Adoption is About Status, Not Behavior

Posted: July 28, 2011 in adoption, family, god, sonship, theology

It seems that I have found a kindred spirit…

familia Dei (emphasis mine):

Adoption powerfully confronts the tendency for Christians to equate their morning “quiet time” to their relationship with God. What a cheap substitute an hour of reading the Bible, journaling, and prayer is when one is invited to behold and participate in the life of the Trinity – as a son of God and a brother of Jesus…

But perhaps the most overlooked aspect of our adoption into the family of God is that we are adopted and called God’s children, before we ever act like it.  Adoption into God’s family is first (but not primarily) a status change before a behavioral change. In this way, adoption is very distinct from regeneration. Regeneration has to do with recreating our nature, thereby changing our behaviors; adoption is about status.  An infinitely improved status is the heart of the gospel.

This is where “adoption…through Jesus” (Ephesians 1:5) comes in. On one’s behalf, this kind of relational change is utterly impossible to initiate with an infinitely holy and just God. Why? Because we are offenders. But we are offenders right up to our adoption. We are offenders after our adoption. So our improved status from enemies to beloved children is just that — an improved status. It pays no regard to right behavior. The reason that this is possible is because the new status ascribed to us was purchased through Jesus’ sinless life and death in our stead. In other words, we don’t need to behave perfectly because Jesus did.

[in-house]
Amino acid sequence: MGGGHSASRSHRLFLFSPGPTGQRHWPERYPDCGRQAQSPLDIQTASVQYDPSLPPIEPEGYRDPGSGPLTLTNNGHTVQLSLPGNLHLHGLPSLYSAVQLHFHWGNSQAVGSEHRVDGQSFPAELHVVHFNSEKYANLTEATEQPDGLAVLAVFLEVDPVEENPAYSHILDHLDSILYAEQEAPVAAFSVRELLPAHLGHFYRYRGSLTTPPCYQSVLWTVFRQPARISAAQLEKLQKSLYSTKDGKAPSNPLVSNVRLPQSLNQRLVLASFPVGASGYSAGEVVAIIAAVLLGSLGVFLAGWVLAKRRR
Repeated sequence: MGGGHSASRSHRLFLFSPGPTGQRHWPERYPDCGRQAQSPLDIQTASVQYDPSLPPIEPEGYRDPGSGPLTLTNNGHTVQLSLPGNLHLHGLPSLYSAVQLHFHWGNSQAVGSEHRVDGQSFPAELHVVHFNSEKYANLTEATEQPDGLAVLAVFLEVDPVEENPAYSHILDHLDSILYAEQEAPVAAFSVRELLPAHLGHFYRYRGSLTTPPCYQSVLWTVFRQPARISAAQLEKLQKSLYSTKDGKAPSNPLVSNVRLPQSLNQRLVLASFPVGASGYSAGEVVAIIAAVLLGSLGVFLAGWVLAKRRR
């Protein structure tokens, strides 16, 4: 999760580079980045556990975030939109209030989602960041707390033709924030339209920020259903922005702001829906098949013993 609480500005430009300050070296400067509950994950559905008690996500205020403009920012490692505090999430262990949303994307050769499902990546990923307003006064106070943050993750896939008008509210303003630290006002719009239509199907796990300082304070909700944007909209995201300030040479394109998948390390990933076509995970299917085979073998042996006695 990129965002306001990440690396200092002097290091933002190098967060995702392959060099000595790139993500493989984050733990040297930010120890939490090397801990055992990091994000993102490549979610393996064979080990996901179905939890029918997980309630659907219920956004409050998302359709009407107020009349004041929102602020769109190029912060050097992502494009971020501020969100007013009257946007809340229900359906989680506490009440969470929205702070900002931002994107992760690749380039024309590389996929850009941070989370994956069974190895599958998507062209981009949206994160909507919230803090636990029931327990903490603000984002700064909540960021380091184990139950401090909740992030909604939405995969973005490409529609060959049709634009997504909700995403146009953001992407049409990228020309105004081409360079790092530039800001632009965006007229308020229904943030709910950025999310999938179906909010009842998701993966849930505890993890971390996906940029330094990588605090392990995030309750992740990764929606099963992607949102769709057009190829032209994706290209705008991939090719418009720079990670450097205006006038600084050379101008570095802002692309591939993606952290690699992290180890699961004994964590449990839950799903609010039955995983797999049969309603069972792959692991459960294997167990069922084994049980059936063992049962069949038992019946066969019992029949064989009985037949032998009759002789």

Praise the holy Trinity for the glorious (and costly) privilege of being called sons and daughters of the living God!  Truly, nothing compares to the exceedingly precious gift of “adoption through propitiation“!

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Comments
  1. jamogck says:

    Hey Matt,

    Great blog, brother! Thanks for jumping in and fleshing out the profundity of our adoption into the family of God!

    I’d love to collaborate a bit on this theme. I’ll definitely be checking out more of your posts.

    • Matt Tully says:

      Thanks for the note! I appreciate the offer and would love to collaborate as well.

      A deeper and more important understanding and appreciation of the doctrine of adoption has probably been the dominant theme of the last couple years of my life. I feel as though I’ve just begun to scratch the surface of this wonderful facet of the believer’s relationship with God!

      Have you read Trevor J. Burke’s “Adopted into God’s Family: Exploring a Pauline Metaphor”?

      • jamogck says:

        I have. Wonderful. Looks like you were a student of his? That’s awesome!

        I recently picked up “A Father Who Keeps His Promises” By Scott Hahn which is, so far, an awesome narrative approach to the covenants.

        His thesis is something along the lines of, “The eternal Father…never fails to fulfill his word. No matter what obstacles arise, he never loses sight of his goal: to form and fashion a human family to share in the infinite love of the Trinity.”

        Have you come across this one? If not, I’d recommend it.

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